Aesthetically augmented corsets

Francesca Lanzavecchia designed a line of incredibly beautiful back braces that focus on merging function with aesthetics. Her book, ProAesthetics: Disability Artifacts, explores the intersection between function and aesthetics that sparks a dialogue around disability aids and the context of the wearer. Normally taboo and hidden under your garments, Lanzavecchia makes these medical devices so beautiful that they could be worn as the outer garments themselves.

Gwendolyn Huskens is another designer exploring this topic. Her line of footwear called "Medic Esthetic" pushes our idea of how we wear and use foot braces. She considers the fashionable aspect and makes them so beautiful, it’s no longer necessary to be embarrassed and hide your ailment. In fact, I would wear these even without an ailment:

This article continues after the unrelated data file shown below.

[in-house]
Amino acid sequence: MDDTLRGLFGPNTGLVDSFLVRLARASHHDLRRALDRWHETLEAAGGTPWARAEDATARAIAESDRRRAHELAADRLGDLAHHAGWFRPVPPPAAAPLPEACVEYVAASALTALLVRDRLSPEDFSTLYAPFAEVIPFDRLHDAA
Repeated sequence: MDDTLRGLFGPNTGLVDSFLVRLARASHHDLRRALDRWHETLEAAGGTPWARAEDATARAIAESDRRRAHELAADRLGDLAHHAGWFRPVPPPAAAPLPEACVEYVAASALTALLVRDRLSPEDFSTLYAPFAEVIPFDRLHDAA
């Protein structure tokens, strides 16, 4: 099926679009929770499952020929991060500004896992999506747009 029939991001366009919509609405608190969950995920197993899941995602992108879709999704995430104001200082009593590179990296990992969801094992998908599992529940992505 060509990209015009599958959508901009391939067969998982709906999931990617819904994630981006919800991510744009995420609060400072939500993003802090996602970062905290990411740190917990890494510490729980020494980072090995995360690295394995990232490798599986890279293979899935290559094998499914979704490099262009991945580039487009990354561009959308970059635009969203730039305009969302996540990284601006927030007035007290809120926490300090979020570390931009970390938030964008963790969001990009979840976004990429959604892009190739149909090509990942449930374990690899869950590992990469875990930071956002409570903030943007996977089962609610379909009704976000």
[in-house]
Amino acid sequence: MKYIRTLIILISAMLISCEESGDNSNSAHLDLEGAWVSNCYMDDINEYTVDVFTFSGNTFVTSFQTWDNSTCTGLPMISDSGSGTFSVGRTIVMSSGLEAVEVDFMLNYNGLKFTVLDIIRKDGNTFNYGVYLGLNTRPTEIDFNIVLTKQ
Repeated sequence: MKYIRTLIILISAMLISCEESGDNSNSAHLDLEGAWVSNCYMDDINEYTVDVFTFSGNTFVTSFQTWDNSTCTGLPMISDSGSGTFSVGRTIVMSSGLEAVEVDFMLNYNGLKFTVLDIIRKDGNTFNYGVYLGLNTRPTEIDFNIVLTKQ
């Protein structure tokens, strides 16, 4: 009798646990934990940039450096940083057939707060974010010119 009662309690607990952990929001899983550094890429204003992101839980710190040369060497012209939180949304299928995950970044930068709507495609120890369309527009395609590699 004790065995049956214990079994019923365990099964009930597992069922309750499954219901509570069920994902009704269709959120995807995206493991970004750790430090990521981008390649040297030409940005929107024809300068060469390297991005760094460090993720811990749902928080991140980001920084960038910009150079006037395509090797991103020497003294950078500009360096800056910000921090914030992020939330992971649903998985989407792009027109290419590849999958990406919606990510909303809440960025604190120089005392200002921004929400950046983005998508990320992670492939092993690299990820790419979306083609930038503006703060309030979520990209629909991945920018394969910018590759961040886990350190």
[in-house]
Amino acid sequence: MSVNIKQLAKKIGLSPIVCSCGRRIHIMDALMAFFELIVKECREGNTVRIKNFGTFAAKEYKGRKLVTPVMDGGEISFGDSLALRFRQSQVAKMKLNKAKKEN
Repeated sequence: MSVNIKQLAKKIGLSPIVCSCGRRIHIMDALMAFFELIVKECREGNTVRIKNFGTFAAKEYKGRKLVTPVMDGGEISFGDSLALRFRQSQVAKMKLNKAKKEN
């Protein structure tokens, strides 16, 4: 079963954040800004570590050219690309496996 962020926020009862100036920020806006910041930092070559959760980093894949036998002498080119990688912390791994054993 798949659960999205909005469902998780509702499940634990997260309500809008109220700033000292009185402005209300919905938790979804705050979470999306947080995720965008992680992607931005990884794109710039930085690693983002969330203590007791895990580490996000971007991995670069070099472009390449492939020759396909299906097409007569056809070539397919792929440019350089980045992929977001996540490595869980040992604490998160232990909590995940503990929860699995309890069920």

A wearable device that helps you walk

Honda recently unveiled a robotic wearable device that helps you walk. The seat is similar to a bike seat that connects a robotic leg to your shoes. It's strong enough to reduce the stress of body weight on the knees and gives you extra strength for actions like walking up stairs. Similarly, Cyberdyne created a full robotic wearable suit called HAL (Hybrid Assisted Limb) that enhances your natural physical capabilities by sensing and reacting to your nerve signals.

The technology is incredible, but aesthetically awkward if you had to walk around in public wearing one. This could be a great opportunity to integrate the technology directly into the aesthetics and textiles of the garment so if a wearer needed assistance, it would be as simple as putting on a pair of pants or slipping on a jacket. In fact, I would prance around town like a superhero if it looked like Dainese's gorgeous etched leather bike racing suit: